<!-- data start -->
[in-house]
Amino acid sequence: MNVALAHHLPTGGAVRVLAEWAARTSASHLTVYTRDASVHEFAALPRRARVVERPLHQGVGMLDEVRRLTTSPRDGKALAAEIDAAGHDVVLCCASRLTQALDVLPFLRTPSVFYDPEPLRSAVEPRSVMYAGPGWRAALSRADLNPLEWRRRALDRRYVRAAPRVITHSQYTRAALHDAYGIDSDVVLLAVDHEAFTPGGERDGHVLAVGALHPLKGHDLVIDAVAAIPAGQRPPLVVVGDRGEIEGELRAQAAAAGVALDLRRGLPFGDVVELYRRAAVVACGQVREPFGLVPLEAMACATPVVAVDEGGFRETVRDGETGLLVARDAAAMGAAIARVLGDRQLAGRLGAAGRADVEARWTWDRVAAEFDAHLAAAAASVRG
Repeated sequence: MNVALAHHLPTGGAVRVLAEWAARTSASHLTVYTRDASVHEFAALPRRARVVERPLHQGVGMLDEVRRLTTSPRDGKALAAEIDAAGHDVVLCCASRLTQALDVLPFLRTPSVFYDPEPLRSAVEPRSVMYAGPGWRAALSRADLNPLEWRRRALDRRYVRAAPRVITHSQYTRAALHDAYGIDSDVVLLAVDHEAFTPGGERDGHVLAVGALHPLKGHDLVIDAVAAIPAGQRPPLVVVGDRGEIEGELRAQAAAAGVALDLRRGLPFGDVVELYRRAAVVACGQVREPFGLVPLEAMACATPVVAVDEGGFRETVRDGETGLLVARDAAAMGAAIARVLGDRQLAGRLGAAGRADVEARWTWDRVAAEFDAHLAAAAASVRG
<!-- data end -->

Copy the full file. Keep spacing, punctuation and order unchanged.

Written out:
[in-house]
Amino acid sequence: MNVALAHHLPTGGAVRVLAEWAARTSASHLTVYTRDASVHEFAALPRRARVVERPLHQGVGMLDEVRRLTTSPRDGKALAAEIDAAGHDVVLCCASRLTQALDVLPFLRTPSVFYDPEPLRSAVEPRSVMYAGPGWRAALSRADLNPLEWRRRALDRRYVRAAPRVITHSQYTRAALHDAYGIDSDVVLLAVDHEAFTPGGERDGHVLAVGALHPLKGHDLVIDAVAAIPAGQRPPLVVVGDRGEIEGELRAQAAAAGVALDLRRGLPFGDVVELYRRAAVVACGQVREPFGLVPLEAMACATPVVAVDEGGFRETVRDGETGLLVARDAAAMGAAIARVLGDRQLAGRLGAAGRADVEARWTWDRVAAEFDAHLAAAAASVRG
Repeated sequence: MNVALAHHLPTGGAVRVLAEWAARTSASHLTVYTRDASVHEFAALPRRARVVERPLHQGVGMLDEVRRLTTSPRDGKALAAEIDAAGHDVVLCCASRLTQALDVLPFLRTPSVFYDPEPLRSAVEPRSVMYAGPGWRAALSRADLNPLEWRRRALDRRYVRAAPRVITHSQYTRAALHDAYGIDSDVVLLAVDHEAFTPGGERDGHVLAVGALHPLKGHDLVIDAVAAIPAGQRPPLVVVGDRGEIEGELRAQAAAAGVALDLRRGLPFGDVVELYRRAAVVACGQVREPFGLVPLEAMACATPVVAVDEGGFRETVRDGETGLLVARDAAAMGAAIARVLGDRQLAGRLGAAGRADVEARWTWDRVAAEFDAHLAAAAASVRG